Samgiti, Saṃgīti, Saṅgīti, Saṅgītī, Sangiti: 14 definitions


Samgiti means something in Buddhism, Pali, Hinduism, Sanskrit. If you want to know the exact meaning, history, etymology or English translation of this term then check out the descriptions on this page. Add your comment or reference to a book if you want to contribute to this summary article.

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In Hinduism

Purana and Itihasa (epic history)

Source: Cologne Digital Sanskrit Dictionaries: The Purana Index

Saṅgītī (सङ्गीती).—In the Gayāśilā.*

  • * Vāyu-purāṇa 108. 48.
Purana book cover
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The Purana (पुराण, purāṇas) refers to Sanskrit literature preserving ancient India’s vast cultural history, including historical legends, religious ceremonies, various arts and sciences. The eighteen mahapuranas total over 400,000 shlokas (metrical couplets) and date to at least several centuries BCE.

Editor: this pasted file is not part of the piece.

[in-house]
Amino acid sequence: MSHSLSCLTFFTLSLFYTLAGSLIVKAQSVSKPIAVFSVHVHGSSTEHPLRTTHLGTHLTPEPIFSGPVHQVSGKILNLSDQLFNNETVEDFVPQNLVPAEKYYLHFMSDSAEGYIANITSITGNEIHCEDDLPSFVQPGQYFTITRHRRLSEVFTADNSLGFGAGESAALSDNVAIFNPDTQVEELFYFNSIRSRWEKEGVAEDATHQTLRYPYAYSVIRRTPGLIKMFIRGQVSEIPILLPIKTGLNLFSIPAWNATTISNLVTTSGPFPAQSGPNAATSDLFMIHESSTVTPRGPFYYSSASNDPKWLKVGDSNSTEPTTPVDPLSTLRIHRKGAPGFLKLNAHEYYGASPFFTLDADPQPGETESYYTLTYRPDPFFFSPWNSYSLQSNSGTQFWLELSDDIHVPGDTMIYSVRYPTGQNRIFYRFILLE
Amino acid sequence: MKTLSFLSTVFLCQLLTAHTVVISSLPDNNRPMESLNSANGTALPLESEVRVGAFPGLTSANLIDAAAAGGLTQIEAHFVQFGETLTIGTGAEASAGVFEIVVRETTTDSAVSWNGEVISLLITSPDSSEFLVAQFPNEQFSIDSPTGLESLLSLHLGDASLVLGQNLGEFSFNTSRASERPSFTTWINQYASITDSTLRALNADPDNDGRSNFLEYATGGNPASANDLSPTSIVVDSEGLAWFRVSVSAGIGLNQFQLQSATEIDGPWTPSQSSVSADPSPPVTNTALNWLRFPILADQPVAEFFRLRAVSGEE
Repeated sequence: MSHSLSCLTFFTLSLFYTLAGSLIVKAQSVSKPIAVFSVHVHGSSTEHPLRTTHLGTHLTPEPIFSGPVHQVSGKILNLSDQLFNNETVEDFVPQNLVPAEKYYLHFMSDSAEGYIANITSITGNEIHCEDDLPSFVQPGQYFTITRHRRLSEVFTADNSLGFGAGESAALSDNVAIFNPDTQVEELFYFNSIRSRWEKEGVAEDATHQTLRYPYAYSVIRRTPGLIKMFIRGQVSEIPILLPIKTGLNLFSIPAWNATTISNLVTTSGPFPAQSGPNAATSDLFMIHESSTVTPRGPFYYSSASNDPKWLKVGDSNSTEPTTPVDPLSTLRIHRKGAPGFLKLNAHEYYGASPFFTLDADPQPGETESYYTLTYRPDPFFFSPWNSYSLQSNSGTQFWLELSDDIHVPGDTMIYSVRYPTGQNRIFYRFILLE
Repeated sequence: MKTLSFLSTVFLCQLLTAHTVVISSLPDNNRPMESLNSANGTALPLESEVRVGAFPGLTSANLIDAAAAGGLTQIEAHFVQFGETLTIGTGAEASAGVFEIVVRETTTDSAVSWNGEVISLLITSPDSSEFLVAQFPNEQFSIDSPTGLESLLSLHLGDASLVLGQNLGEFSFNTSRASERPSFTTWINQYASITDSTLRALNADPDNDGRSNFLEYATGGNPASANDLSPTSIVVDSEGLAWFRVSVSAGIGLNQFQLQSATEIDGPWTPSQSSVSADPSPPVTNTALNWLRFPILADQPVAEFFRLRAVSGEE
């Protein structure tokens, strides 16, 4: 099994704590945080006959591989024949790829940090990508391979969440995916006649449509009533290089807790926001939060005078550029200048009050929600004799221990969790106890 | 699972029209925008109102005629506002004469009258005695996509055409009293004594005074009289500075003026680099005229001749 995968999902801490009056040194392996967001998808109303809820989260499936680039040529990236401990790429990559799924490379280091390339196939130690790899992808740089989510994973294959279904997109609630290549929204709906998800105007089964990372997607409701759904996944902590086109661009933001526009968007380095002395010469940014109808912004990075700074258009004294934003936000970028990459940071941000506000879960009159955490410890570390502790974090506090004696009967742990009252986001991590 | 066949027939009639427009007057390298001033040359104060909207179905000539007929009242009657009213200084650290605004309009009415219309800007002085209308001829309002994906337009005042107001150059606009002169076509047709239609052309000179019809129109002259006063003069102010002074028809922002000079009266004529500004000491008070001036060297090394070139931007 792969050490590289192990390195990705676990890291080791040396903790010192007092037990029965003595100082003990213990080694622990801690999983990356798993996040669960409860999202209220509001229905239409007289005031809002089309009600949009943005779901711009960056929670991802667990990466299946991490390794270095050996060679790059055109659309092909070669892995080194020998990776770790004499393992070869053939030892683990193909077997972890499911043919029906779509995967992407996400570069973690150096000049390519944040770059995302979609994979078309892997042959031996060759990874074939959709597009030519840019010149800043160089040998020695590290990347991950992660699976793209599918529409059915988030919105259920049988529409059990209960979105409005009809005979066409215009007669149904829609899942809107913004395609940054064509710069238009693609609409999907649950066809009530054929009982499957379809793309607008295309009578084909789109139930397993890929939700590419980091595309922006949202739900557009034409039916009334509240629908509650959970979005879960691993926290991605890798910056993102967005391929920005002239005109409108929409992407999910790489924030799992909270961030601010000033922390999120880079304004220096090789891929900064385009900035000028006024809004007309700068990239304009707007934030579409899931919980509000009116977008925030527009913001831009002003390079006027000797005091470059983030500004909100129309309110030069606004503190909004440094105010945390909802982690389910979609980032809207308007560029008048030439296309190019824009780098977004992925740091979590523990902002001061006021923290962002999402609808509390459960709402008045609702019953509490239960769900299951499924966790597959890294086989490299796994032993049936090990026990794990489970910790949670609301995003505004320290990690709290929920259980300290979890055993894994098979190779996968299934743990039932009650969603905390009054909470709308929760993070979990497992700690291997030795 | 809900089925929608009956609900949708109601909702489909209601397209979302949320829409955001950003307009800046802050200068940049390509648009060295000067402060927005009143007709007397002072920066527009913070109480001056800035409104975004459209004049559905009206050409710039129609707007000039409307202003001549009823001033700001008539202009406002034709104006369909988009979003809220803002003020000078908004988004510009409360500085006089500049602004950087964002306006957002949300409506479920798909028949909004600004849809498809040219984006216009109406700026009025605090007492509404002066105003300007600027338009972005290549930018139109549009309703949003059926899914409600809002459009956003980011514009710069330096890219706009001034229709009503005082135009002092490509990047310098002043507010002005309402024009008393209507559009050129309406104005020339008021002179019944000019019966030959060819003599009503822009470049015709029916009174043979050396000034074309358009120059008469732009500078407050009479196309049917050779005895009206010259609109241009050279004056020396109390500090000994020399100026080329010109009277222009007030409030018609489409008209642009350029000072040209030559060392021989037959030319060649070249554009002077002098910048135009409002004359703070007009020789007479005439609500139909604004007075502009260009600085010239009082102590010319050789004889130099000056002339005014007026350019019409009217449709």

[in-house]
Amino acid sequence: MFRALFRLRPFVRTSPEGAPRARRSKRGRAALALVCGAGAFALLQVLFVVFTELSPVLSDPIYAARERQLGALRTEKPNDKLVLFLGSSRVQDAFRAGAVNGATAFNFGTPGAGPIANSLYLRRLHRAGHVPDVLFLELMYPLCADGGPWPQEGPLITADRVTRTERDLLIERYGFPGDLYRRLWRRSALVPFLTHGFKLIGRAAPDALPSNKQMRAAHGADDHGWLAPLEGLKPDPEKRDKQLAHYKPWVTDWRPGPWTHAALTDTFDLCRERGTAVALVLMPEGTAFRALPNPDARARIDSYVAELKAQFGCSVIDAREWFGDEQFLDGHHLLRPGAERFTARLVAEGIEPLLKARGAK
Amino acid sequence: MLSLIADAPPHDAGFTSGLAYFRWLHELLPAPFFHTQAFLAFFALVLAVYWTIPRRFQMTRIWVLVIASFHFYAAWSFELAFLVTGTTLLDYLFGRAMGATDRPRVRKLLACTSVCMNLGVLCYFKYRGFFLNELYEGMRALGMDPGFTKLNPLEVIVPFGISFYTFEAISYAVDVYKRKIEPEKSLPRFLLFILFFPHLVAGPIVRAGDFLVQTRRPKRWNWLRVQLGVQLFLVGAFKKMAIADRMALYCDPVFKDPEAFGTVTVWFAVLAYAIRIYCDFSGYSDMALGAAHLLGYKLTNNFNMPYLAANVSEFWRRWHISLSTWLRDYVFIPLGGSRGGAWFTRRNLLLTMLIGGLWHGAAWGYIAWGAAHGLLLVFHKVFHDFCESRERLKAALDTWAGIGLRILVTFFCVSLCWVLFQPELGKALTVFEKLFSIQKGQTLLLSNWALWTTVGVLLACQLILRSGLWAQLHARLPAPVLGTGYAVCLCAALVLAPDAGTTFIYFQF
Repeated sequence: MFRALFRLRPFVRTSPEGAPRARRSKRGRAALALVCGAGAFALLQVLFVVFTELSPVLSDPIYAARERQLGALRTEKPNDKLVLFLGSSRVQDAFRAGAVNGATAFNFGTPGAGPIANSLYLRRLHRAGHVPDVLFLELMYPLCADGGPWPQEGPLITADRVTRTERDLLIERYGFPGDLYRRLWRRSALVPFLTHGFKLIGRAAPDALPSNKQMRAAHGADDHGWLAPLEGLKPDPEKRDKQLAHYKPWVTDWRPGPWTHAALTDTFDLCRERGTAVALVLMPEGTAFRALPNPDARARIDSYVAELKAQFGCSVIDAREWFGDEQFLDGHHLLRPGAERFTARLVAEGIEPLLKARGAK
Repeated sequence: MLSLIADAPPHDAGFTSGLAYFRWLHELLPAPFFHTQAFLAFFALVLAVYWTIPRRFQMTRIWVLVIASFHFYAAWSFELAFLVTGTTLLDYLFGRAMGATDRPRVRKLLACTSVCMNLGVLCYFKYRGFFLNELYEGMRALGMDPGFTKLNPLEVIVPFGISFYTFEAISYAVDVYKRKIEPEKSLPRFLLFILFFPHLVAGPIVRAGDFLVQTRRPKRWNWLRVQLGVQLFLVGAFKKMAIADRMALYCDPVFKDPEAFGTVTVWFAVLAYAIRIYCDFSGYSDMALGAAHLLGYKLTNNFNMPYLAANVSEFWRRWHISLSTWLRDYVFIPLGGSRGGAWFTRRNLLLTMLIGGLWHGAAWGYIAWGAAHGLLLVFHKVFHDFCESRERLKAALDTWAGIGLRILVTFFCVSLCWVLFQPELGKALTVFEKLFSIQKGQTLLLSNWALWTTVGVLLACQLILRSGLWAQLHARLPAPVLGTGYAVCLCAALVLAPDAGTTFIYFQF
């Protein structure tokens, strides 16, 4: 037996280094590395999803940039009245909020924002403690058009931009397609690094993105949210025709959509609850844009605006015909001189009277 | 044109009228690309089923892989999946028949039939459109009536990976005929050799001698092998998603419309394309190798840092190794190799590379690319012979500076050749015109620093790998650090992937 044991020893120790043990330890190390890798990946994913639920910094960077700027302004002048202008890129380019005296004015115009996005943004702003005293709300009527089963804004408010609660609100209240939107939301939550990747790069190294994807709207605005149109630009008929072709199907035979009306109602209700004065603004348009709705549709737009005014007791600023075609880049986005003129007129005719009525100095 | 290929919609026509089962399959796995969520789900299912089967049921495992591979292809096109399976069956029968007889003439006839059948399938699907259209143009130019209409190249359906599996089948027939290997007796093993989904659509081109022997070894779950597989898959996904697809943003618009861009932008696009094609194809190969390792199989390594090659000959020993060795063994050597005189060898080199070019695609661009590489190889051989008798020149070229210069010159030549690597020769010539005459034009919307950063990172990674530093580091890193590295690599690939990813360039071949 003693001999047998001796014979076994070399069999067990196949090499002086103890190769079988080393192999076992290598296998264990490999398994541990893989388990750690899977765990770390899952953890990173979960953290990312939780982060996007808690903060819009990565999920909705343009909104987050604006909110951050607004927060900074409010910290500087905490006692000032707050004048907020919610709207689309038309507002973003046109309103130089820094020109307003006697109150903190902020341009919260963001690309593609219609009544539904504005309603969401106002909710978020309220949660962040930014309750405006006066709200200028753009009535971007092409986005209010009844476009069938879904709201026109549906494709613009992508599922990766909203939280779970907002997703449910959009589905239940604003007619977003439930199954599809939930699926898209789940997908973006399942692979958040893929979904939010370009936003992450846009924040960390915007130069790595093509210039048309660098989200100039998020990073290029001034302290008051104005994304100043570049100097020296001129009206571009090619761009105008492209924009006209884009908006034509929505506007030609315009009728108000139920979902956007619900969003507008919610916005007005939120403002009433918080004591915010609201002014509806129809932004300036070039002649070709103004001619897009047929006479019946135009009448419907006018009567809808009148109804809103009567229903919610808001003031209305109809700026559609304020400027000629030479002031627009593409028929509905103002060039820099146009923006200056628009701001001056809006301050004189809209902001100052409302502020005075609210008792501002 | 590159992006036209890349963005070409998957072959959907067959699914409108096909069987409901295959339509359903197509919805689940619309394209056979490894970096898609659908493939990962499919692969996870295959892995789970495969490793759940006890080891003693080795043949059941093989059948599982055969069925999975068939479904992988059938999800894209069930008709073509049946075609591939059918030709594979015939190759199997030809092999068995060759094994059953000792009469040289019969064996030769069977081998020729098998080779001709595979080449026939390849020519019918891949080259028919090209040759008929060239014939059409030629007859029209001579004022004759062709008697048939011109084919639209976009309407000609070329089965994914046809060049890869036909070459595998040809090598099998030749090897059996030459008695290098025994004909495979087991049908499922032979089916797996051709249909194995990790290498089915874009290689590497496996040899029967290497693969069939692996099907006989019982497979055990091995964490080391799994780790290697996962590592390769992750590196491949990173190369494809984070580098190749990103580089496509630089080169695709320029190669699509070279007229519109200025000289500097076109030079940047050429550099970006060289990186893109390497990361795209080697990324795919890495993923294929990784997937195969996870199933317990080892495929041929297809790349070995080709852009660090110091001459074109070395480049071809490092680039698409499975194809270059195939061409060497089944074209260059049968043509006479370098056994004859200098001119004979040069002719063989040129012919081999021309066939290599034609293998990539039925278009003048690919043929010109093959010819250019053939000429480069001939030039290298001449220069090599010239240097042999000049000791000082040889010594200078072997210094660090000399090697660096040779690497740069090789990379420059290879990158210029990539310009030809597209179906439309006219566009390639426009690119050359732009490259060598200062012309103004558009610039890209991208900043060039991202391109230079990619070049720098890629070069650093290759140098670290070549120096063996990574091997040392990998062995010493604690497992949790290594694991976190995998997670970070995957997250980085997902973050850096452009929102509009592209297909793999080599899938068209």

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In Buddhism

Mahayana (major branch of Buddhism)

Source: A Study and Translation of the Gaganagañjaparipṛcchā

Saṃgīti (संगीति) refers to “reciting”, according to the Gaganagañjaparipṛcchā: the eighth chapter of the Mahāsaṃnipāta (a collection of Mahāyāna Buddhist Sūtras).—Accordingly: “The Bodhisattva established on the pure path produces the great light of the dharma for the sake of living beings who are on the wrong path. Then those living beings, having attained the light, are also established in the true supramundane path. [...] (7) this path is unequalled since it is reciting (saṃgīti) the path of the previous Buddhas; (8) this path leads to happiness since it vanquishes any Māra or adversary; (9); this path leads to no hindrance since it is the miraculous play by knowing supernormal knowledges and the base of magical power; [...]

Mahayana book cover
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Mahayana (महायान, mahāyāna) is a major branch of Buddhism focusing on the path of a Bodhisattva (spiritual aspirants/ enlightened beings). Extant literature is vast and primarely composed in the Sanskrit language. There are many sūtras of which some of the earliest are the various Prajñāpāramitā sūtras.